Ella Brennan, the matriarch of the family behind the award-winning restaurant, Commander’s Palace, died at 92 on the morning of Thursday, May 31st in her home in the Garden District. Born in 1925, she entered the restaurant business in 1946, despite not actually cooking herself. Instead, she retained everything she observed and used that knowledge to grow her family’s restaurant business from one challenged restaurant (owned and operated by her father and brother) to the now over 14 locations they currently operate.
The restaurant gained popularity (Commander’s Palace won six James Beard Awards for outstanding service and six Wine Spectator Grand Awards throughout the years) not just because of her command of food knowledge, but because of her understanding of how people wanted to be treated -- customers and staff alike. She made every meal an event for the patrons, with jazz second lines and theatrical performances gracing the floors of her restaurants.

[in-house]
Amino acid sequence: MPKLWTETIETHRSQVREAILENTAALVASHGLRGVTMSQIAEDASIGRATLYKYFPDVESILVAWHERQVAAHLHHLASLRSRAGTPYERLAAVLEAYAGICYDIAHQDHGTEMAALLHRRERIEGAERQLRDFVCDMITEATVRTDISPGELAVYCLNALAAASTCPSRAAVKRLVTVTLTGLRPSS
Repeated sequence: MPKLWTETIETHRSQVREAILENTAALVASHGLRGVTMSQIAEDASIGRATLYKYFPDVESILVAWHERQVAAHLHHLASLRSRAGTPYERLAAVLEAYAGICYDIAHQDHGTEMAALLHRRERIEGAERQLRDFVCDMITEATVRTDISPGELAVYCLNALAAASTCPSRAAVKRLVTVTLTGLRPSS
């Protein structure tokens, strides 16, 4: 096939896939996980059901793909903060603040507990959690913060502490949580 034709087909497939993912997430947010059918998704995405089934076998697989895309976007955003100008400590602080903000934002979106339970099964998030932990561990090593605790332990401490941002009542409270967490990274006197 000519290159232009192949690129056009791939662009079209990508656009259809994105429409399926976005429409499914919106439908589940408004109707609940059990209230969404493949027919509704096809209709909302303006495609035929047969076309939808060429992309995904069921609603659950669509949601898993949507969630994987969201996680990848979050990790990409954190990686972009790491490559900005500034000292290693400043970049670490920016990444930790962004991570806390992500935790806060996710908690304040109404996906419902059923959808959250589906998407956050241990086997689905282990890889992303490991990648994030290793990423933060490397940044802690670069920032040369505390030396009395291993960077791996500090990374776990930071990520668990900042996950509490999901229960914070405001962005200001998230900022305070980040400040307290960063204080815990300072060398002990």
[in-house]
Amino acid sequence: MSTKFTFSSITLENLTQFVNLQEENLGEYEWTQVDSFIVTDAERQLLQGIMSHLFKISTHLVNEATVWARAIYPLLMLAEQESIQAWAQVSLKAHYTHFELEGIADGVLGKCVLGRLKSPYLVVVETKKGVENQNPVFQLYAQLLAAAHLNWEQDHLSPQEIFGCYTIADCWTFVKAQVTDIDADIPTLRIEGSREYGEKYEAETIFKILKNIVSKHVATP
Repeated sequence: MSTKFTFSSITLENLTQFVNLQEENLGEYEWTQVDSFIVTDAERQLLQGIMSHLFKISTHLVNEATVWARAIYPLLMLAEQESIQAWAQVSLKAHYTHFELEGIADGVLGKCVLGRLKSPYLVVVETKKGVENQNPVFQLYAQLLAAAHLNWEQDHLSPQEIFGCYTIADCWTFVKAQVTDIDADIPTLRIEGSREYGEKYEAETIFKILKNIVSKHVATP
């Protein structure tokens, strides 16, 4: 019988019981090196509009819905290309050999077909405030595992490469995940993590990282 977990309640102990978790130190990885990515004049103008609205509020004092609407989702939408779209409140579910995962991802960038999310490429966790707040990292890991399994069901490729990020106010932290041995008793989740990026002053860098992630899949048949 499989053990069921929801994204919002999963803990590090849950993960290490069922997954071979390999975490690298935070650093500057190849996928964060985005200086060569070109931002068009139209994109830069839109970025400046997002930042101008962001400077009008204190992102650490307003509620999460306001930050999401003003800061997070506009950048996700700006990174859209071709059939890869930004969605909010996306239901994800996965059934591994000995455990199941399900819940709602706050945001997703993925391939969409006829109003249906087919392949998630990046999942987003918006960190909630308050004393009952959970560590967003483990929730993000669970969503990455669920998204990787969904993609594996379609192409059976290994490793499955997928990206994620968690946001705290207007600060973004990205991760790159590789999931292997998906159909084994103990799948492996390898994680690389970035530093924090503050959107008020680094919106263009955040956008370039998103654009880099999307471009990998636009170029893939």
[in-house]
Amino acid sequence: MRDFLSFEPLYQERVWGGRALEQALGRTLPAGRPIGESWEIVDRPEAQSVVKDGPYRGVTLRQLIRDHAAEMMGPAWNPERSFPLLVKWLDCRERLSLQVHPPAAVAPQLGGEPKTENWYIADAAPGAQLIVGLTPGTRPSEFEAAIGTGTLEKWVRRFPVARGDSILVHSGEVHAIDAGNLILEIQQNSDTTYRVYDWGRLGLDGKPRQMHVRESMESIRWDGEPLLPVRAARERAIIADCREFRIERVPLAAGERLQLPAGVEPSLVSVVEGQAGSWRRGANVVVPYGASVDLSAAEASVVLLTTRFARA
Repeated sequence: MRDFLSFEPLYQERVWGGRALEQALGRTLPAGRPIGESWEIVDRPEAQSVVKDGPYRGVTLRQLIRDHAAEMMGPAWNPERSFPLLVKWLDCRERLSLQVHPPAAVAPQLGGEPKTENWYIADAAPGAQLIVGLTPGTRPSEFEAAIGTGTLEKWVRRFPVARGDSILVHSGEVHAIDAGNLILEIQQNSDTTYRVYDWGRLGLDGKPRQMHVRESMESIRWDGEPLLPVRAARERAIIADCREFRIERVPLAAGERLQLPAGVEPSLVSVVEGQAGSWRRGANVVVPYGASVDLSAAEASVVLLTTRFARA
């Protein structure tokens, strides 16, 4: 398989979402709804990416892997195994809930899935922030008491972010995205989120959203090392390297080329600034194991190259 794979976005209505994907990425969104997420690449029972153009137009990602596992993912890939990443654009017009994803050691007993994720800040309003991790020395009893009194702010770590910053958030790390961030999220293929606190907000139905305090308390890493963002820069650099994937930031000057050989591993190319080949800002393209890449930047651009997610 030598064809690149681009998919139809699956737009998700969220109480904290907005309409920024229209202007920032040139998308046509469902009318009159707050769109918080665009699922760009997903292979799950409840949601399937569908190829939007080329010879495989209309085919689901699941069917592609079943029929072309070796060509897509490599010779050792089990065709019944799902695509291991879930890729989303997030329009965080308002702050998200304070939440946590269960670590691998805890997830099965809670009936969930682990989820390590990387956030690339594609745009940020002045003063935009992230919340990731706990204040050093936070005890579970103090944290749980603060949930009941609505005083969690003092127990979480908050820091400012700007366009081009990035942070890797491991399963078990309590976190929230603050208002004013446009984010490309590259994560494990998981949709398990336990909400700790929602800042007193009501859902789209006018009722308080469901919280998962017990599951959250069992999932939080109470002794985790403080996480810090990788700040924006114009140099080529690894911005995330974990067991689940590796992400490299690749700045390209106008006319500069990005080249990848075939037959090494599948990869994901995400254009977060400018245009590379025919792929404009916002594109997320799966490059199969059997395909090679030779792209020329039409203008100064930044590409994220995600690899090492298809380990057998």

Her relationship with her staff was just as enchanting, she knew exactly how people needed to be talked to get the job done, and the relationships she built lasted even after employees left the establishment (and often went on to be successful in their own right). Brennan prided herself on being a teacher, and she had the ability to help shape anyone’s potential; many of her former employees were able to open their own restaurants later in life.
This is not to say that she was without troubles; an unhappy chef once came at her with a kitchen knife, and after her brother died of a heart attack, there was significant tension within the family (not to mention the troubles that the hurricanes of 2005 caused them). For a long time, Ella Brennan was out of the family business, but eventually, she was back to helping operate the business and making it what it is today.
We here at Where Y’at Magazine wish the family of Ella Brennan our deepest condolences for their loss.